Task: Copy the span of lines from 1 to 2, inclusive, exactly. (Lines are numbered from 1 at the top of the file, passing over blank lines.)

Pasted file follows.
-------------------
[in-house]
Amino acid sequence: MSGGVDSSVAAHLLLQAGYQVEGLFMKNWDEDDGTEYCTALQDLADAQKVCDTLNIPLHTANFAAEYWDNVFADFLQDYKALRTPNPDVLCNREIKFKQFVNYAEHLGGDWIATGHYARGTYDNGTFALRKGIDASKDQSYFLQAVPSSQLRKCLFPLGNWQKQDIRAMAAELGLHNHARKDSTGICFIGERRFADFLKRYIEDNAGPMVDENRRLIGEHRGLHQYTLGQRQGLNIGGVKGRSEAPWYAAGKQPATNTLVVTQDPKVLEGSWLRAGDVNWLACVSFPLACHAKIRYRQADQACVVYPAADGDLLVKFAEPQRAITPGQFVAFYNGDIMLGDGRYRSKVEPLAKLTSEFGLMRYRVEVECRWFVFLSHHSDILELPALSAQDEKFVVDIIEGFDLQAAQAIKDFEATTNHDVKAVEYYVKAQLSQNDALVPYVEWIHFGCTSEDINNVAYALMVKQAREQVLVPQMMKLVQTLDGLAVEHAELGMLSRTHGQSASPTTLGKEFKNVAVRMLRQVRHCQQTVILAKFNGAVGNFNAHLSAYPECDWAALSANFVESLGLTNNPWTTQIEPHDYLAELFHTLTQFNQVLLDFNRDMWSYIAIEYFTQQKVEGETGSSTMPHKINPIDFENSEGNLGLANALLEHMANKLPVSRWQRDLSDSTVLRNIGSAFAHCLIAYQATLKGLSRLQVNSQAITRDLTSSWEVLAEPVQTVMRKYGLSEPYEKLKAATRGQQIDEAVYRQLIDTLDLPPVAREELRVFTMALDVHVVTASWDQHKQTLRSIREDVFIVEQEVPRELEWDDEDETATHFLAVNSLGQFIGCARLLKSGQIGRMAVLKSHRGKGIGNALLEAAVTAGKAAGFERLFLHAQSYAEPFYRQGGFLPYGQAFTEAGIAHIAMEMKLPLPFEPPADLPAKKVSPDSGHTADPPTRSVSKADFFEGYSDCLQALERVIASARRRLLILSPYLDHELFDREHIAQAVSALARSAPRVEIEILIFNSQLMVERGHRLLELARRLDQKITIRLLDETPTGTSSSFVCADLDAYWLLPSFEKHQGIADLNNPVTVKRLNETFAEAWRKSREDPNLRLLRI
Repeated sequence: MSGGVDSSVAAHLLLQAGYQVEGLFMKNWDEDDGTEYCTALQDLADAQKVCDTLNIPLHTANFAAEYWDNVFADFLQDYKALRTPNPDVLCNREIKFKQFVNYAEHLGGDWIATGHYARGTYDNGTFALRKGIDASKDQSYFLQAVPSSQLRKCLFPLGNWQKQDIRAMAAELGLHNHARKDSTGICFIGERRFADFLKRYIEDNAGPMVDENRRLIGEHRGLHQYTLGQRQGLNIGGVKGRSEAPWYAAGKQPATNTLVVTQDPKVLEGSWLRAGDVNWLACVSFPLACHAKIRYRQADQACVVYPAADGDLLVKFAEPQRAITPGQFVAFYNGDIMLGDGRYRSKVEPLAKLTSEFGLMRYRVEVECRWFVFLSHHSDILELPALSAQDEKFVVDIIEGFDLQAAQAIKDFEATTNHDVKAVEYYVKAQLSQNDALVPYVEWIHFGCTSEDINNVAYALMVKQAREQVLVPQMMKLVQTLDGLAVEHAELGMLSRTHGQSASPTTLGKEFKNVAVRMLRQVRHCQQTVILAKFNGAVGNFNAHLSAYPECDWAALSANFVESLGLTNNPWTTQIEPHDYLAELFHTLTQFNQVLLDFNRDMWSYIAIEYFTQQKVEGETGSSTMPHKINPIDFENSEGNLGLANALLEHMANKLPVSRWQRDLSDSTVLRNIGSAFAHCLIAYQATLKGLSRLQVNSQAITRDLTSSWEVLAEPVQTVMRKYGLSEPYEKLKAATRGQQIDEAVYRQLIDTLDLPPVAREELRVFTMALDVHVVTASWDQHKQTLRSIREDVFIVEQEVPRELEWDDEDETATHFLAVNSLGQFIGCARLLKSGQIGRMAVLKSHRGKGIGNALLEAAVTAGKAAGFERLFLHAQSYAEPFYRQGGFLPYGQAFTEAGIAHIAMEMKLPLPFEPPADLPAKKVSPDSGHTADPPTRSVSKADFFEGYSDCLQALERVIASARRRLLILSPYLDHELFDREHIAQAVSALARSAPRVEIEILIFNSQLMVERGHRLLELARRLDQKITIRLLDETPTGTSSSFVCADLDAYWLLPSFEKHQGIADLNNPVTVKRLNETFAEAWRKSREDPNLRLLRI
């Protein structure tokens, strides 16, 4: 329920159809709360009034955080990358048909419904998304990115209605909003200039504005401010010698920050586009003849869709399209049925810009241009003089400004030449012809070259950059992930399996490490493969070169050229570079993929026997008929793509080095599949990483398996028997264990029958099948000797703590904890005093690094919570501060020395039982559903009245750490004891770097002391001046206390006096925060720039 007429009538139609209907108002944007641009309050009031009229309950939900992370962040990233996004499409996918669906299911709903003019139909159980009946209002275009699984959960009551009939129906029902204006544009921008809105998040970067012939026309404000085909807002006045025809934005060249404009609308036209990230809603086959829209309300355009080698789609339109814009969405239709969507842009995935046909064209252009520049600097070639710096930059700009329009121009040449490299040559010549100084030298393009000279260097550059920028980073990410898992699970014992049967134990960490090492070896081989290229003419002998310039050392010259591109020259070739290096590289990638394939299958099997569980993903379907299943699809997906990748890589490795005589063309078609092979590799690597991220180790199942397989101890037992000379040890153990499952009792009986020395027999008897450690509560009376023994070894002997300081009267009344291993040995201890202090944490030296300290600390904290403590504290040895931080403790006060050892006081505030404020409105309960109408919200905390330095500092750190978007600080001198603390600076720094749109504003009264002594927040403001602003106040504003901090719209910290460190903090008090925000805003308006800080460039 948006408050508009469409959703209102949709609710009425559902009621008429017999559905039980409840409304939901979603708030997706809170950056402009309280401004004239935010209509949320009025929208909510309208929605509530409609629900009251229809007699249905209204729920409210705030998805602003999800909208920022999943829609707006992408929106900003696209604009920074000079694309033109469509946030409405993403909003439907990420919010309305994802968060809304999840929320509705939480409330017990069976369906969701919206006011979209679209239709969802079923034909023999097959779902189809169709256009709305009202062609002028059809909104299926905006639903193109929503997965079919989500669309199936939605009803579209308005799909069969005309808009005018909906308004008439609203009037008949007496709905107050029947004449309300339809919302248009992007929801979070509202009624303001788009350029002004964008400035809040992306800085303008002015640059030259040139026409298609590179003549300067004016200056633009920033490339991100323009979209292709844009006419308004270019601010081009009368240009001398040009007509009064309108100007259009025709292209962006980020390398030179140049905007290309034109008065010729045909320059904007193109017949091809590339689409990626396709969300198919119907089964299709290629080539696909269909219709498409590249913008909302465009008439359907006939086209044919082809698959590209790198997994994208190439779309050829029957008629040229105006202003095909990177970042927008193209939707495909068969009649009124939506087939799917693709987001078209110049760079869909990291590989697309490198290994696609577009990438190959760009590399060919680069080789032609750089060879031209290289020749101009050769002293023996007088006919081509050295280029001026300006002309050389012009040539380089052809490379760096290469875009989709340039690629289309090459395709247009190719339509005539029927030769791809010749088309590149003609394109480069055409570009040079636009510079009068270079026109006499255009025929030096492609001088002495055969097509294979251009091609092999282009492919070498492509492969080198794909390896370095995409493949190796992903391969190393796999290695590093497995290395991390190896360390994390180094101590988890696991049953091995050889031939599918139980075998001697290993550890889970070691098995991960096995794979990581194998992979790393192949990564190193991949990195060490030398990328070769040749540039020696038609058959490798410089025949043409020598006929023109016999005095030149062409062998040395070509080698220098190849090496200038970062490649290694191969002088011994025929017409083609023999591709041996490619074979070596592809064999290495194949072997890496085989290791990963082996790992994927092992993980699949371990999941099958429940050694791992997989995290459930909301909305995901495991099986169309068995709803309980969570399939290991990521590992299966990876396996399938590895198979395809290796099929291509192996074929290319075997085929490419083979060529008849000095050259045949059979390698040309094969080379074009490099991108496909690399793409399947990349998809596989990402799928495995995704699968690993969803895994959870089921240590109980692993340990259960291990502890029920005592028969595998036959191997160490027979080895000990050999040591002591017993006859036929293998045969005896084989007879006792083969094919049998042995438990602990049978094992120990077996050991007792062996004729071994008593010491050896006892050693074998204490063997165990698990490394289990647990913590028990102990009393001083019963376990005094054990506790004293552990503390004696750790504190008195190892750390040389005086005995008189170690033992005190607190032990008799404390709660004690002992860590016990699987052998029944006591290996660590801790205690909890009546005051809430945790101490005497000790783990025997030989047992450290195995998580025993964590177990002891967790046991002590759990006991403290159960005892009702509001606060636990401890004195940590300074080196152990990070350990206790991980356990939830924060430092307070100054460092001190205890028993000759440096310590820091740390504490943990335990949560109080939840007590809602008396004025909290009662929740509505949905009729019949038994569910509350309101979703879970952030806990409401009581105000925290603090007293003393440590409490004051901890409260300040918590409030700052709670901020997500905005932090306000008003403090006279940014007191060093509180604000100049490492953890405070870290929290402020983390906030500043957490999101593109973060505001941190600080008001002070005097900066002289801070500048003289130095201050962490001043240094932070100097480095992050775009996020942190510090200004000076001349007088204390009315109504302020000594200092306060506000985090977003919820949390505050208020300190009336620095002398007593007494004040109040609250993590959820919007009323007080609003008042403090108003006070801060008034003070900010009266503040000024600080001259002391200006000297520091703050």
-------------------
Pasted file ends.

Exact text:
[in-house]
Amino acid sequence: MSGGVDSSVAAHLLLQAGYQVEGLFMKNWDEDDGTEYCTALQDLADAQKVCDTLNIPLHTANFAAEYWDNVFADFLQDYKALRTPNPDVLCNREIKFKQFVNYAEHLGGDWIATGHYARGTYDNGTFALRKGIDASKDQSYFLQAVPSSQLRKCLFPLGNWQKQDIRAMAAELGLHNHARKDSTGICFIGERRFADFLKRYIEDNAGPMVDENRRLIGEHRGLHQYTLGQRQGLNIGGVKGRSEAPWYAAGKQPATNTLVVTQDPKVLEGSWLRAGDVNWLACVSFPLACHAKIRYRQADQACVVYPAADGDLLVKFAEPQRAITPGQFVAFYNGDIMLGDGRYRSKVEPLAKLTSEFGLMRYRVEVECRWFVFLSHHSDILELPALSAQDEKFVVDIIEGFDLQAAQAIKDFEATTNHDVKAVEYYVKAQLSQNDALVPYVEWIHFGCTSEDINNVAYALMVKQAREQVLVPQMMKLVQTLDGLAVEHAELGMLSRTHGQSASPTTLGKEFKNVAVRMLRQVRHCQQTVILAKFNGAVGNFNAHLSAYPECDWAALSANFVESLGLTNNPWTTQIEPHDYLAELFHTLTQFNQVLLDFNRDMWSYIAIEYFTQQKVEGETGSSTMPHKINPIDFENSEGNLGLANALLEHMANKLPVSRWQRDLSDSTVLRNIGSAFAHCLIAYQATLKGLSRLQVNSQAITRDLTSSWEVLAEPVQTVMRKYGLSEPYEKLKAATRGQQIDEAVYRQLIDTLDLPPVAREELRVFTMALDVHVVTASWDQHKQTLRSIREDVFIVEQEVPRELEWDDEDETATHFLAVNSLGQFIGCARLLKSGQIGRMAVLKSHRGKGIGNALLEAAVTAGKAAGFERLFLHAQSYAEPFYRQGGFLPYGQAFTEAGIAHIAMEMKLPLPFEPPADLPAKKVSPDSGHTADPPTRSVSKADFFEGYSDCLQALERVIASARRRLLILSPYLDHELFDREHIAQAVSALARSAPRVEIEILIFNSQLMVERGHRLLELARRLDQKITIRLLDETPTGTSSSFVCADLDAYWLLPSFEKHQGIADLNNPVTVKRLNETFAEAWRKSREDPNLRLLRI